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by telling of desperate and savage tribes that they would meet; that the forests and the rivers were infested with frightful monsters; that there were great fish in the rivers that would swallow up men and canoes together, and ot' a demon who could be heard from a great distance, and who destroyed all wlio approached. Unmoved by these frightful stories, Marquette, Joliet, and their five brave assistants, launched their little canoes on the waters of the Wisconsin, and moved slowly down the current. After a lapse of seven days, June 17th, 1673, they reached the mouth of the Wisconsin and glided into the current of the Mississippi, a few miles below the place now known as Prairie du Chien. Here, and on this day, the eye of the white man for the first time looked upon the waters of the Upper Mississippi. Marquette called the river" The Broad River of the Conception." The Indian name is derived from the Algonquin language, one of the original tongues of the continent. It is a compound of the words Missi, signifying great, and Sepe, a river.

The explorers felt the most intense joy on beholding the scene presented to their enraptured vision. Here was the great river whose waters somewhere thousands of miles away flowed into a Southern sea, and whose broad valley was the fairest and richest in the world, but unknown to civilized man, save as an almost forgotten dream or a vague romance. They had solved one of the great mysteries of the age in which they lived. As they glided down the stream the bold bluffs reminded Marquette of the "castled shores of his own beautiful rivers in France.” The far stretching prairies alternating with forests, on either side, were adorned in all the wild glories of June. Birds sang the same notes that they had sung for ages amid those “forests primeval," while herds of buffalo, deer and elk were alarmed and fled to the dense retreats of the forest or the broad prairies beyond. Not until the 25th June did they discover any signs of human habitation. Then, about sixty leagnes, as they thonght, below the mouth of the Wisconsin, at a place where they landed on the west bank of the river, they found in the sand the foot-prints of man. Marquette and Joliet left their five companions in charge of the canoes and journeyed away from the river, knowing that they must be near the habitation of men. They followed a trail leading across a prairie clothed in the wild luxuriance of summer for a distance of about six miles, when they beheld another river and on its banks an Indian village, with other villages on biglier land a mile and a half from the first. The Indians greeted the two wliite strangers, as far as their ability permitted, with a splendid oration. They appointed four of their old men to meet the strangers conncil. Marquette could speak their language. They informed him that they were “Illini” (meaning “we are men"), and presenting the calumet of peace, invited them to share the hospitalities of their village. Marquette told them of the object of their visit, and that they had been sent by the French, who were their friends. He told them of the great God that the white man worshiped who was the same Great Spirit that they adored. In answer, one of the chiefs addressed them as follows:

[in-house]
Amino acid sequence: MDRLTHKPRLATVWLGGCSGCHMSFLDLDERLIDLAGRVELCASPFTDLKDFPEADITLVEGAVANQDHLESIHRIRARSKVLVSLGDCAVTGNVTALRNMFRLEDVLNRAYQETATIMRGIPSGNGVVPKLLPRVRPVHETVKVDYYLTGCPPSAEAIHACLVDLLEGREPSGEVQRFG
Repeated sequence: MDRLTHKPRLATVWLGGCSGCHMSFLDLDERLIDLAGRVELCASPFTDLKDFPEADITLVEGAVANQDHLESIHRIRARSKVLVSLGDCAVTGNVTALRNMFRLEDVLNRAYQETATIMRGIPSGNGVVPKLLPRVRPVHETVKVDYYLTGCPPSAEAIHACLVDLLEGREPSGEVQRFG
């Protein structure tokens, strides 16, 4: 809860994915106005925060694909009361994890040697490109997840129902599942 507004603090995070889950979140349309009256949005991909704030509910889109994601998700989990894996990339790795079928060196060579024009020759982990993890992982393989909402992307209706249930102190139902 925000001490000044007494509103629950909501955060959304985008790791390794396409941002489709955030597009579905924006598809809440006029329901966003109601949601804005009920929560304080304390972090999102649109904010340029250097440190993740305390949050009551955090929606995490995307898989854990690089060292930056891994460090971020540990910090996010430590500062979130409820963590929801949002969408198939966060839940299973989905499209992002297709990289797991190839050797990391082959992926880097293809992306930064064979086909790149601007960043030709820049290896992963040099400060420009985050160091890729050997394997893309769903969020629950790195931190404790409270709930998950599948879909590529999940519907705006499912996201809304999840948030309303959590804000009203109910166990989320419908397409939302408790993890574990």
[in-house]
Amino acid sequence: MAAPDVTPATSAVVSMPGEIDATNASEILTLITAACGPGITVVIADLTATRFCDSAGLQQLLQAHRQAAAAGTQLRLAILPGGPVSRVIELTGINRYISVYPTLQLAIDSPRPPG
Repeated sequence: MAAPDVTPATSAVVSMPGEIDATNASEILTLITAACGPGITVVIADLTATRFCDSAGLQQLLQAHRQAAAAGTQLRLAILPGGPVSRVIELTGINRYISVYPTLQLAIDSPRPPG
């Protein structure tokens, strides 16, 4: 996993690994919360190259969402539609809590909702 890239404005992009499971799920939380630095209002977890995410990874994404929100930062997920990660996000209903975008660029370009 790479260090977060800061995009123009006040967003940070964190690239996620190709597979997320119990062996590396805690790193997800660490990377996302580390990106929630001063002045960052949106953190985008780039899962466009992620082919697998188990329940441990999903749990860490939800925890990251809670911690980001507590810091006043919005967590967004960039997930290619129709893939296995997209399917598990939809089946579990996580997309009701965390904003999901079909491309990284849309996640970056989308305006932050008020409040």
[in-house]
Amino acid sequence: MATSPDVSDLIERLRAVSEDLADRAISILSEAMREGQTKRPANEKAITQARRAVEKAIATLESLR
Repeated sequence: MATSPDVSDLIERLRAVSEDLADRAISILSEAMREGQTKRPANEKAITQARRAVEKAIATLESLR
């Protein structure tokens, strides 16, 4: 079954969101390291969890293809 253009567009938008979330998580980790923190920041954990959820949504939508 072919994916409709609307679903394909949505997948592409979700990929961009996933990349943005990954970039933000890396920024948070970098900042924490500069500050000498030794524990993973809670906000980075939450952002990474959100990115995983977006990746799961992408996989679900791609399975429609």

“I thank the Black Gown Chief (Marquette) and the Frenchman (Joliet) for taking so much pains to come and visit us; never has the oarth been-só beantiful, nor the sun so bright as now; never las the river been so calm, nor 50 free from rocks, which your canoes have removed as they passed; never bas our tobacco had so fine a flavor, nor our corn appeared so beautiful as we behold it to-day. Ask the Great Spirit to give us lite and health, and come ve and dwell with us."

After these ceremonies the strangers were invited to a feast, an account of

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which is given by Marquette. It consisted of four courses. First, there was a large wooden bowel filled with tagamity, or Indian meal, boiled.in water and seasoned with oil. The master of ceremonies, with a wooden spoon, fed the tagamity to their guests as children are fed. The second course consisted of fish, which, after the bones were taken out, was presented to the mouths of the strangers as food may be fed to a bird.

The third course was a preparation of dog meat, but learning that the strangers did not eat that it was at once removed. The fourth and final course was a piece of buffalo meat, the fattest portions of which were put into the mouths of the guests.

The stream on whose banks took place this first interview between the explorers and the untutored Indians, after parting with their guides, was the Des Moines river, and the place of their landing was probably about where the town of Montrose is now located, in Lee county, Iowa. One of our sweetest American poets has rendered Marquette's narrative in verse, as follows:

“ Came a people
From the distant land of Wabun;
From the farthest realms of morning
Came the Black Robe Chief, the Prophet,
He the Priest of Prayer, the Pale-face,
With his guides and his companions.

And the noble Hiawathan
With his hand aloft extended,
Held aloft in sign of welcome,
Cried aloud and spoke in this wise:
Beautiful is the sun, O strangers,
When you come so far to see us;
All our town in peace awaits you;
All our doors stand open for you;
You shall enter all our wigwams;
For the heart's right hand we give you.
Never bloomed the earth so gayly,
Never shone the sun so brightly,
As to-day they shine and blossom
When you came so far to see us.'

And the Black Robe Chief made answer,
Stammered in his speech a little,
Speaking words yet ynfamiliar:
Peace be with you, Hiawatha,
Peace be with you and your people,
Peace of prayer, and peace of pardon,
Peace of Christ, and joy of Mary!'

Then the generous Hiawatha,
Led the strangers to his wigwam,
Seated them on skins of bison,
Seated them on skins of ermine,
Brought them food in bowls of bass-wood,
Water brought in birchen dippers,